ANDALUSIA, Ill. — Not even icy-rain and slippery mounds of snow could stop thrill-seekers from spending New Years Day out at Snowstar Winter Park in Andalusia.
The park offers snowboarding, skiing and tubing from December until March, and says the two weeks around Christmas and New Years are typically some of their busiest. It turns out that rings true, even during a pandemic and amidst a week bookended by two winter storms.
"We've had phones ringing off the hooks. If you get a busy signal, it's because we are answering lines 24/7," said Valerie O'Rourke, one of Snowstar's managers. While she admitted Jan. 1st saw the park's first batch of rescheduling for the season, many still braved icy roads and unrelenting rain to hit the slopes.
All of that rain meant the park had to groom the ski-slopes all day long, or break up the ice. But for those on the tube hill... the slippery conditions were welcome.
"Our tube hill's been pretty booked," said Jenny Harper, another Snowstar manager. "We've had anywhere from 400 to 600 people out on the tube hill at a day."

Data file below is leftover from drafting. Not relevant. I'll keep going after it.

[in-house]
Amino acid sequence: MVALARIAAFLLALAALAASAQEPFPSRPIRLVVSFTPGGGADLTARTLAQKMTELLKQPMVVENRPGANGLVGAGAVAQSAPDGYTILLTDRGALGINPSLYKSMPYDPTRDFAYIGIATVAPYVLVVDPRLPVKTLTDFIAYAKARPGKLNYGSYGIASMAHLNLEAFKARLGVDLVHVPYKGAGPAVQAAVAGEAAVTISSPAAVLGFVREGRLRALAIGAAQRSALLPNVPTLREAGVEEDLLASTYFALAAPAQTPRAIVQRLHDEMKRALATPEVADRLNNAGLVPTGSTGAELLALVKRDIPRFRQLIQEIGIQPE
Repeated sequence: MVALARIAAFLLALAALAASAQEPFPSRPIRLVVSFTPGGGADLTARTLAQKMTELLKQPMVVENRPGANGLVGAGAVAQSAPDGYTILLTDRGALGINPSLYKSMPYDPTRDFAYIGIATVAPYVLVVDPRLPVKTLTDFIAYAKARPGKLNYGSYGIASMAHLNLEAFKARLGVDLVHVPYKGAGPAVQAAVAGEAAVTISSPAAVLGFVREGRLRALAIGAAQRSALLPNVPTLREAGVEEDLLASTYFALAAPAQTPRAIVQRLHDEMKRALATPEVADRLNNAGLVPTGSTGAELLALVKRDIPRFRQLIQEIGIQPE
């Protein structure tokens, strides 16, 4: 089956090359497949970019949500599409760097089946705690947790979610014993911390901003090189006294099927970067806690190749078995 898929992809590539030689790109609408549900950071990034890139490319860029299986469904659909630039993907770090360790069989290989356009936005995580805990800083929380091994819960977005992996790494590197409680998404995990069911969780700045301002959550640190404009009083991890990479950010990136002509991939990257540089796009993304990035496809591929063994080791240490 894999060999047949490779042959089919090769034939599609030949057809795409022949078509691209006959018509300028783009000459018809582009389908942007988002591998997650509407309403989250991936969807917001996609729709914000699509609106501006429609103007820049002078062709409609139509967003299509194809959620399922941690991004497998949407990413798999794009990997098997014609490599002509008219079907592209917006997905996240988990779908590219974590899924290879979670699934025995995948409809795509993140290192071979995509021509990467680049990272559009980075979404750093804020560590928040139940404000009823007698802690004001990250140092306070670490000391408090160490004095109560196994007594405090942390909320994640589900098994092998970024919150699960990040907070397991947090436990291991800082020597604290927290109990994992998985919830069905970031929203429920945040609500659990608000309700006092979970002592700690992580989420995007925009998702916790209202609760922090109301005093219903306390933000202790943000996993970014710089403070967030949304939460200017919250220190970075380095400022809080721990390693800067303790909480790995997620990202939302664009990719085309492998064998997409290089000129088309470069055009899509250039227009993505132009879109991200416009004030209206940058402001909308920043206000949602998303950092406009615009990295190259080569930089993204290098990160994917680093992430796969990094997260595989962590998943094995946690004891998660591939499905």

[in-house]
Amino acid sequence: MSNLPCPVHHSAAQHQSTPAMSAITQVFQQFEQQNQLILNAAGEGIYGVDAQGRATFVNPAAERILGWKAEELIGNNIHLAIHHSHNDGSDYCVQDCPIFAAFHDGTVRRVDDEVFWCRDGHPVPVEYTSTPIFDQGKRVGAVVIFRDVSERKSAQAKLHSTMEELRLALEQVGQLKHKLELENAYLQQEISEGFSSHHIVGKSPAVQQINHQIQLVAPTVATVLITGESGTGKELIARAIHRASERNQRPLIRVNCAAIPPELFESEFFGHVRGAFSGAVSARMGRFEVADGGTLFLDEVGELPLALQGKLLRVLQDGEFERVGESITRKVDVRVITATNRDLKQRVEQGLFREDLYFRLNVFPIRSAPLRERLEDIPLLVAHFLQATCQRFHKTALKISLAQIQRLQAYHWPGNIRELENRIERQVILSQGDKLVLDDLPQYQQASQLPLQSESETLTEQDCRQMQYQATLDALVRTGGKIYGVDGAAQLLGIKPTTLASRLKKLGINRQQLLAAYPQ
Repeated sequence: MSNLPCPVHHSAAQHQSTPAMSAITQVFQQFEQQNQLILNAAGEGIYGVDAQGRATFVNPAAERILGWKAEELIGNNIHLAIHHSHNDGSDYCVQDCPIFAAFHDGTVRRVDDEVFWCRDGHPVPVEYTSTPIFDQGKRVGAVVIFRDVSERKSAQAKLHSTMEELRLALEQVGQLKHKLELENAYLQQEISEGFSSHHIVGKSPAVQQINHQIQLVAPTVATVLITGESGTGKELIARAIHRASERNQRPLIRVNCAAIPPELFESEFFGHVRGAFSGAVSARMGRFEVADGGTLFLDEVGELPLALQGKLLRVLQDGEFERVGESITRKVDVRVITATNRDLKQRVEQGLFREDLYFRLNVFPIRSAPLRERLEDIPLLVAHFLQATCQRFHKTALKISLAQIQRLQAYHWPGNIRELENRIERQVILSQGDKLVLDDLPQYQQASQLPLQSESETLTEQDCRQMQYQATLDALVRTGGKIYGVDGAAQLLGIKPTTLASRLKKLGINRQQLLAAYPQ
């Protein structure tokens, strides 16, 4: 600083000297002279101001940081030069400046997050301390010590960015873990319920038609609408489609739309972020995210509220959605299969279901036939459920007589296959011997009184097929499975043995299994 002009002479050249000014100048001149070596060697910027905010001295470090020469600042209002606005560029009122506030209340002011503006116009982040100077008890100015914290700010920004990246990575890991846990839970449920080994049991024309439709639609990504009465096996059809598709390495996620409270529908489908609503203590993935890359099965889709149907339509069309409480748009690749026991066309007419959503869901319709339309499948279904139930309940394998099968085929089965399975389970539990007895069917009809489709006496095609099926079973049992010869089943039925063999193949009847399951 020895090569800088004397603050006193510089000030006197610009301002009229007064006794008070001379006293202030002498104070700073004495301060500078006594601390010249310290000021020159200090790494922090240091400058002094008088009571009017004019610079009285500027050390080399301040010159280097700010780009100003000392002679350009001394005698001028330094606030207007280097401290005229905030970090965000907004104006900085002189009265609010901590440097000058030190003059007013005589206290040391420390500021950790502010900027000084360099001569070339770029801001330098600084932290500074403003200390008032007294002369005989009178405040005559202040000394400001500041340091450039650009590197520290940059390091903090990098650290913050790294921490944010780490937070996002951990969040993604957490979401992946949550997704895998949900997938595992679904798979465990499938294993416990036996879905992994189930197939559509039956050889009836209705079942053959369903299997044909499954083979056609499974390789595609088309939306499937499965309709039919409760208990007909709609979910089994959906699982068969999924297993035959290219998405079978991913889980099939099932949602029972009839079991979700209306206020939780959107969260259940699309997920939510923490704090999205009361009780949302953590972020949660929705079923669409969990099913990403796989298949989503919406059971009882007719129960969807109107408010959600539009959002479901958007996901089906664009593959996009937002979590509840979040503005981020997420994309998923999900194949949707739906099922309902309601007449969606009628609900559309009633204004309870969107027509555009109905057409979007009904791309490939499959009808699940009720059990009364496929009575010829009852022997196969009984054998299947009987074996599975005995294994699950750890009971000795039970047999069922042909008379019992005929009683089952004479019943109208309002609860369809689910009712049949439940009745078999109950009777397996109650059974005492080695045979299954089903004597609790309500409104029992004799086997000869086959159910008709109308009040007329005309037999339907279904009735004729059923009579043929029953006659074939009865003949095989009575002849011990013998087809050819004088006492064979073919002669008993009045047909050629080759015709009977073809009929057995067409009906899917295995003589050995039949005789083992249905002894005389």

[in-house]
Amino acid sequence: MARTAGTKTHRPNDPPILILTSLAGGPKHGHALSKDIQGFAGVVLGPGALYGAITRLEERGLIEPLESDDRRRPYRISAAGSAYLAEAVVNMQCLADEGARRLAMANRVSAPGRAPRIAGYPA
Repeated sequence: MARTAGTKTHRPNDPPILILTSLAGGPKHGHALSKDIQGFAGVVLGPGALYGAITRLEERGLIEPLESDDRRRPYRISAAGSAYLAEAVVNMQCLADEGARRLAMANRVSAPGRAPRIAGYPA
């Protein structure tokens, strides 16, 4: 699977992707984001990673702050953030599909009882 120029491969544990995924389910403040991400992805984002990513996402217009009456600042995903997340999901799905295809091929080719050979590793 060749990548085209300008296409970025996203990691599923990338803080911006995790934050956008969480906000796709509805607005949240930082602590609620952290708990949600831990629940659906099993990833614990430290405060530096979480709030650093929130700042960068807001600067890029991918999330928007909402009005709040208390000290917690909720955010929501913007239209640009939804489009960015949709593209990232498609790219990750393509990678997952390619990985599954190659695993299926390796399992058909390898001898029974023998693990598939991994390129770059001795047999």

Rainy conditions meant a slick and extra-fast tube hill for those at Snowstar on News Years Day. And the giant airbag waiting at the bottom of the slope got plenty of use, catching tubers moving too fast to stop.
"I can't not hit that airbag," joked Clay Unes. "Of course, I'm a big guy, so I think I gain a lot of momentum as I start coming down. That thing swallows me up and I gotta crawl out of it every time!"
Unes, along with his two sons, drove over an hour and a half to reach Snowstar for a guys-trip-getaway. He says when he woke up and saw all the ice on the road, he decided to give it a shot.
"We're having a good time. Once you're here, it's not so bad," he remarked. "it gets you outdoors and you can only be cooped up inside for so long."
The park is requiring all guests to wear masks and socially distance, as well as keep all food and drinks to outdoor spaces.
"We're just trying to meet the standards that Illinois and the governor has made for us. It's important to keep doing that to keep going for our customers," said O'Rourke.
Harper agreed, adding "As people are coming out, we want them to drive safe, be safe, [and] we want you to get here and have fun. Those are important things for us - the safety of all the customers and attendees."